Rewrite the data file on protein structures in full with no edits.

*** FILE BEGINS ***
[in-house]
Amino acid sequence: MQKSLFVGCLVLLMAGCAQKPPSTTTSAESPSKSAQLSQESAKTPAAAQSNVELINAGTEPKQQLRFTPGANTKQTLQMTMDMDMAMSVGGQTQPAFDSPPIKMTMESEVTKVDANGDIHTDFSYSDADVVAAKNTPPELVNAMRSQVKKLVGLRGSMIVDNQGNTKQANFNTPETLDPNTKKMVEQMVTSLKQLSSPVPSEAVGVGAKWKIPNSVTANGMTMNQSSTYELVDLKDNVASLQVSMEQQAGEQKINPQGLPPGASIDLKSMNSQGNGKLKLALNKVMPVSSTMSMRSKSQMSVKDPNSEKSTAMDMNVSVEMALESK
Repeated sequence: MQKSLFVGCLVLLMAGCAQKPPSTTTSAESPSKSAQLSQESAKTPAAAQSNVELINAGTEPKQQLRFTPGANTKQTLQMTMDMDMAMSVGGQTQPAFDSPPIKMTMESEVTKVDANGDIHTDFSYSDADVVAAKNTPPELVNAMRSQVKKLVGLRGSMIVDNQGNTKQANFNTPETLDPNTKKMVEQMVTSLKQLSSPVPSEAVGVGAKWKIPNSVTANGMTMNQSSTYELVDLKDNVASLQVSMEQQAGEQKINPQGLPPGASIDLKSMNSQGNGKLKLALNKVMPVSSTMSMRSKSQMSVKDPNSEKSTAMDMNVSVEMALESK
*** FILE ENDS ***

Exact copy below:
[in-house]
Amino acid sequence: MQKSLFVGCLVLLMAGCAQKPPSTTTSAESPSKSAQLSQESAKTPAAAQSNVELINAGTEPKQQLRFTPGANTKQTLQMTMDMDMAMSVGGQTQPAFDSPPIKMTMESEVTKVDANGDIHTDFSYSDADVVAAKNTPPELVNAMRSQVKKLVGLRGSMIVDNQGNTKQANFNTPETLDPNTKKMVEQMVTSLKQLSSPVPSEAVGVGAKWKIPNSVTANGMTMNQSSTYELVDLKDNVASLQVSMEQQAGEQKINPQGLPPGASIDLKSMNSQGNGKLKLALNKVMPVSSTMSMRSKSQMSVKDPNSEKSTAMDMNVSVEMALESK
Repeated sequence: MQKSLFVGCLVLLMAGCAQKPPSTTTSAESPSKSAQLSQESAKTPAAAQSNVELINAGTEPKQQLRFTPGANTKQTLQMTMDMDMAMSVGGQTQPAFDSPPIKMTMESEVTKVDANGDIHTDFSYSDADVVAAKNTPPELVNAMRSQVKKLVGLRGSMIVDNQGNTKQANFNTPETLDPNTKKMVEQMVTSLKQLSSPVPSEAVGVGAKWKIPNSVTANGMTMNQSSTYELVDLKDNVASLQVSMEQQAGEQKINPQGLPPGASIDLKSMNSQGNGKLKLALNKVMPVSSTMSMRSKSQMSVKDPNSEKSTAMDMNVSVEMALESK